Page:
Florence’s true Italian name is Firenze. Nestled in beautiful tuscany, it is the home of the Renaissance.
Dogs are loved and welcome in Italy. They are allowed inside most cafes and restaurants, but it is always polite to ask first. Usually Zala received better service than I did, in one restaurant she even got her own dish of cheesy pasta.
This pizza man spent the evening tossing Zala ham.
A popular place to visit in Florence is Palazzo Vecchio. It is located close to the Arno River. It is one of the more crowded areas of Florence partially because the Uffizi gallery is located here. The Uffizi gallery is known for its long waiting line and large collection of Renaissance paintings. The gallery opens at 8:15, and I suggest starting your day there. There is little to no line during the weekdays at opening time. Tickets are given with a designated time frame to enter and tour the museum. Here you can see many well known classics including those done by Leonardo, Botticelli, Raphael, and Caravaggio. After you’re done, take a stroll across Point Vecchio. It is a stone Medieval arch bridge with (mainly jewelry) shops clustered along the sides.
Now, what about Michelangelo’s statue of David?
There is a replica at Palazzo Vecchio. Be sure to get all your photos done here because no photos are allowed of the real one located at the Galleria dell’Accademia. This gallery is small compared to the Uffizi or Louvre but worth your time. Down the corridor leading to the statue of David, you will walk past Michelangelo’s unfinished commissions. They are known as the Unfinished Slaves. In these larger than life mixtures of rough and smooth, Michaelangelo’s unfinished figures are twisting and straining to get out of their marble confines. The gallery ticket is worth every penny just to see these marble prisoners.
The Duomo is an impressive sight to see, but it is also packed with tourists during the day. It is best to view the Duomo and the Baptistery in the morning or evening; you will want an up close view of the bronze doors of the Baptistery. Reading up on the history of these famous doors is well worth your time. I do not advise anyone to order food or drinks near the Duomo or Palazzo Vecchio. You will be met with low quality for a high price.
If you want to see more renaissance green and white architecture, go to Basilica di Santa Maria Novella. It is located by the train station. There are less tourists in this area. This is the only church I have come across that actually charges an entry fee.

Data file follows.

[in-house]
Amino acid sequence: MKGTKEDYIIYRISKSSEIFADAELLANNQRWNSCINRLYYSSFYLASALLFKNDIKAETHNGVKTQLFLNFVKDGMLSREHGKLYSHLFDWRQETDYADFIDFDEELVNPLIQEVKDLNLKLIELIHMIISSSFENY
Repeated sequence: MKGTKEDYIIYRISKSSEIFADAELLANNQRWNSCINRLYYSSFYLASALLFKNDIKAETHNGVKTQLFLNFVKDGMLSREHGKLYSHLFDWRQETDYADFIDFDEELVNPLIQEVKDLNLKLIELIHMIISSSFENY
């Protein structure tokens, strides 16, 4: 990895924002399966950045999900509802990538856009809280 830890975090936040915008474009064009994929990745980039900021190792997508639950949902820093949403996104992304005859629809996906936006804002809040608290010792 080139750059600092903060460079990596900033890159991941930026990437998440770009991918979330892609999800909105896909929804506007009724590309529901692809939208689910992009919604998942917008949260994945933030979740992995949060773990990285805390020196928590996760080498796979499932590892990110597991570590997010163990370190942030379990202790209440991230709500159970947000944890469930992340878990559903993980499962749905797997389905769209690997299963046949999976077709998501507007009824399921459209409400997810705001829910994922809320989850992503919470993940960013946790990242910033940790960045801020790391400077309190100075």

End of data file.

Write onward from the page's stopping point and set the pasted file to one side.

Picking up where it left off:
Dogs are not allowed inside Basilicas or Museums. I felt comfortable leaving Zala outside. I usually found her surrounded by dog loving Italians repeating “Ciao bella (Hello beautiful).”
Around the corner from the Basilica is the Farmaceutica di Santa Maria Novella. It is one of the oldest pharmacies in the world. The interior is beautiful and well preserved with a fascinating history on its survival. The pharmacy now specializes in perfumes, creams, and soaps traditionally made and of very high quality. And as Dr. Lector said, ‘one of the best-smelling places on earth’. I was actually asked by the staff to bring my dog inside the pharmacy because ‘she looked sad’ outside. Feel free to bring your pup inside to explore the scents and wonders of the Farmaceutica di Santa Maria Novella.
There are numerous cheap accommodations to be found in Florence. I use hostelworld.com to find most of my accommodations in Europe. Rule of thumb, hostels do not accept pets but hotels do. When a site does not state their pet policy or they only accept small pets, call and ask anyways. Many will make an exception for a large dog. You will get a better response (and sometimes price) if you start out in the speaker’s native language. Even if it is simply, “Ciao, parli inglese?(Hi, speak english?)” and “grazie(thank you)”. Zala and I stayed at Hotel Genzianella. It was cheap, clean, and it had free wifi. The staff is friendly, and they will automatically give you a map and share their local knowledge with you when you check into your room.
And don’t forget to try a Tuscan Steak. Preferably with my favorite pasta, gnocchi (Italian potato pasta) and of course, paired with a good Italian red wine.